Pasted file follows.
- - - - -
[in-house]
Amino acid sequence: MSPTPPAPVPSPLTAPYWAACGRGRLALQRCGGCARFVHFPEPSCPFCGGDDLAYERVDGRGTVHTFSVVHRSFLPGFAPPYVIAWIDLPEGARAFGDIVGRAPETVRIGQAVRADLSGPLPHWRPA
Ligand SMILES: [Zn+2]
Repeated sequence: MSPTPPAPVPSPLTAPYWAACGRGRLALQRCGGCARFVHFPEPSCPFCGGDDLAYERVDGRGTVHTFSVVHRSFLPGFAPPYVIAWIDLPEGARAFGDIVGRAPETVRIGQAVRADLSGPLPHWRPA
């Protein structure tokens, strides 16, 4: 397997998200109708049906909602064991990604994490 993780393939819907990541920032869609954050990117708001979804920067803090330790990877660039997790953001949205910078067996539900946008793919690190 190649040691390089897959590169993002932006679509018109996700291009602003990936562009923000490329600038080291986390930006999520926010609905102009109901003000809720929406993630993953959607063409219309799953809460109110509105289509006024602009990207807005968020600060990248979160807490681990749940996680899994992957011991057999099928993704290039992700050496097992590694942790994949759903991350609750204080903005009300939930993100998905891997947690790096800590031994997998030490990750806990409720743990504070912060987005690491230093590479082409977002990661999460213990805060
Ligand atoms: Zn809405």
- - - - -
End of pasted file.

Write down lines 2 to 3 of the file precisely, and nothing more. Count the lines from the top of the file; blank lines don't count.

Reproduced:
Amino acid sequence: MSPTPPAPVPSPLTAPYWAACGRGRLALQRCGGCARFVHFPEPSCPFCGGDDLAYERVDGRGTVHTFSVVHRSFLPGFAPPYVIAWIDLPEGARAFGDIVGRAPETVRIGQAVRADLSGPLPHWRPA
Ligand SMILES: [Zn+2]